September 8, 2013 -- New York -- AJC is urging the
U.S. Senate and House of Representatives to “do the right thing and authorize
limited military action” against the Bashar al-Assad regime, following its
chemical weapons attack in Damascus on August 21st.
“The stakes for the United States, and the world,
could not be any higher,” said AJC Executive Director David Harris in an
article published in the Huffington Post and Jerusalem Post. “If the United States now flinches, and despite our declared ‘red
line,’ let’s Syria get away with the use of chemical weapons, then what is the
message sent to the world?”
The renewed AJC call for firm Congressional action
follows an AJC letter, sent to all Senators and Representatives last week, calling on them to
support a resolution authorizing President Obama to respond militarily to the
use of chemical weapons by the Assad regime.
Harris expressed profound disappointment in the
international community’s lack of coordinated reaction to the Assad regime's
use of sarin gas, in an attack that left nearly 1,500 Syrians, a third of them
The G-20 was divided, with ten countries supporting
the American position and nine unwilling to do so, on a condemnation of the
Assad regime’s attack on his own people, even though it constituted a material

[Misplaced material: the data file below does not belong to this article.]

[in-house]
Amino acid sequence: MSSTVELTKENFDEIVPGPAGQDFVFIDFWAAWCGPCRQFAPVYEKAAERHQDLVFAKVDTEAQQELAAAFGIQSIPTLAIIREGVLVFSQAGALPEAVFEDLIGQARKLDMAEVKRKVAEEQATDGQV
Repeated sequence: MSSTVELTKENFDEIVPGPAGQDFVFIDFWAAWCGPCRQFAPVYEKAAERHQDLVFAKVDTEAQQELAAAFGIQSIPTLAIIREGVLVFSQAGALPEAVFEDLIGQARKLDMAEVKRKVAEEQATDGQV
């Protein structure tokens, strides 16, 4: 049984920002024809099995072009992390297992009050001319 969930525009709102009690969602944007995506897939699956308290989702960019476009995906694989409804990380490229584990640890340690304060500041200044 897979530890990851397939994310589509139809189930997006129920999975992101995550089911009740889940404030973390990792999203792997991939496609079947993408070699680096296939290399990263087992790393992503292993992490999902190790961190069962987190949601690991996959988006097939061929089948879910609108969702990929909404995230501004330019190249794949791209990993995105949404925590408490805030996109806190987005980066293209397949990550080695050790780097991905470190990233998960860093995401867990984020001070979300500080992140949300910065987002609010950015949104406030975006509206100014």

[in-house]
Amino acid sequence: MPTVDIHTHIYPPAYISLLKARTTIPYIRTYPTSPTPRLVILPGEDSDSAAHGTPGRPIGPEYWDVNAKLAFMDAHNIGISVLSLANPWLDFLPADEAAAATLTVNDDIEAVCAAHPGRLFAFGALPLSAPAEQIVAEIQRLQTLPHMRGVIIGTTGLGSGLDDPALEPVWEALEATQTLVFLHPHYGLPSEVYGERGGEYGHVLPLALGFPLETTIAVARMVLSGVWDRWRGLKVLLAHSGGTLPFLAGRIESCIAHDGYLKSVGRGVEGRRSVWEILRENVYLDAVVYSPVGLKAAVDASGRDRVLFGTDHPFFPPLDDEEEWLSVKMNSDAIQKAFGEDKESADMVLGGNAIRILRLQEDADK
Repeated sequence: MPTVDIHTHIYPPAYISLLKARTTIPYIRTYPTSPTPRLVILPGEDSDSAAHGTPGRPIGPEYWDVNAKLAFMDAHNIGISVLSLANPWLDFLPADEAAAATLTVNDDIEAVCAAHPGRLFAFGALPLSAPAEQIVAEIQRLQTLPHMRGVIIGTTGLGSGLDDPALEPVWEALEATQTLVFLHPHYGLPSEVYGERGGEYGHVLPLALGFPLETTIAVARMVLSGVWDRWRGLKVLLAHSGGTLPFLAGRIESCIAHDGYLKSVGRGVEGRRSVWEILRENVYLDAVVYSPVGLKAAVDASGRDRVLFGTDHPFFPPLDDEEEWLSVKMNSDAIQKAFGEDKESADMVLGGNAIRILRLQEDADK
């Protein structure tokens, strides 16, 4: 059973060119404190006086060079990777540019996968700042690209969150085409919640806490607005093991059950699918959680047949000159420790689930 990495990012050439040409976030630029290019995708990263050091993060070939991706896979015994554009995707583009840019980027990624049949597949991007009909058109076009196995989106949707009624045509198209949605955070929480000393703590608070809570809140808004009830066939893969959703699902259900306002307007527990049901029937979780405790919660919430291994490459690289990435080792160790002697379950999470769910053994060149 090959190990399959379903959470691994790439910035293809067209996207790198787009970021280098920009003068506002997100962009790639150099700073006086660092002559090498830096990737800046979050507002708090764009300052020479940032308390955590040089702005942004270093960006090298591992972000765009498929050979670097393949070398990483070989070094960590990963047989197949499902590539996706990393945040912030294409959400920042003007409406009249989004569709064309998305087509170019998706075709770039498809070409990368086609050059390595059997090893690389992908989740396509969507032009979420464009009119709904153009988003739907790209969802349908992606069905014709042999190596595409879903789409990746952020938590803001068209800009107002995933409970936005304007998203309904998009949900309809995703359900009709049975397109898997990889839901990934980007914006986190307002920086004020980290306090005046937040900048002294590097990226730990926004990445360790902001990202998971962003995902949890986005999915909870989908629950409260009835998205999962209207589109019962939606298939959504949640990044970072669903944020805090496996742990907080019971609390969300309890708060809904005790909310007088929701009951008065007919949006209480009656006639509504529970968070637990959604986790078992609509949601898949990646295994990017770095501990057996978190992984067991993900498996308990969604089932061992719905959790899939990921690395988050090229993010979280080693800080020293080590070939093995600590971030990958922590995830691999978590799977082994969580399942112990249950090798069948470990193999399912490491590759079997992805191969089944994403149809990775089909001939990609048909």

breach of international norms, including the Geneva Protocol of 1925 which
prohibits the use of chemical weapons. The Assad regime, under Bashar and,
before him, his late father, Hafez, has amassed one of the largest supplies of
chemical weapons in the world.
“Yes, it would obviously be better if the UN Security
Council, could come together and act in unison against the Assad regime’s
reprehensible use of chemical weapons,” said Harris. “But the U.S. ought to
assert its moral leadership and take action, since China and especially Russia,
as of today, will not allow the Security Council to act even in the face of
these horrific crimes.”
Harris warned that a U.S. failure to respond now would
lead to an even more dangerous world: “Would the Syrians or others revert again
to chemical weapons, and would the death toll mount into the tens of thousands
the next time?”
As Congress begins debate tomorrow on possible U.S.
military action, and President Obama prepares to address the nation on Tuesday,
Harris stressed that the world, especially America’s adversaries, are watching
closely what the U.S. will do.
Inaction by the U.S. will be seen “as an abdication of
American leadership, which, in turn, will invite still more challenges to
American interests and values,” said Harris. “Leaders from Tehran to Pyongyang
will become still more assertive, emboldened and threatening, as they conclude
that Americans are unwilling to match deed with word.”
Harris also stressed in his article that AJC's
position is not an act of partisanship in support of the Administration, as
this is "not about an individual but our country."
He also emphasized that AJC does not support an
open-ended military attack or one involving American boots on the ground. And
finally, he pointed out that, just as America's adversaries were watching to
see how the U.S. would act, so were America's allies in the region, who need to
be reassured that Washington stands behind its word when it declares a red
line, whether with respect to Syria's use of chemical weapons or, for that
matter, Iran's nuclear ambitions.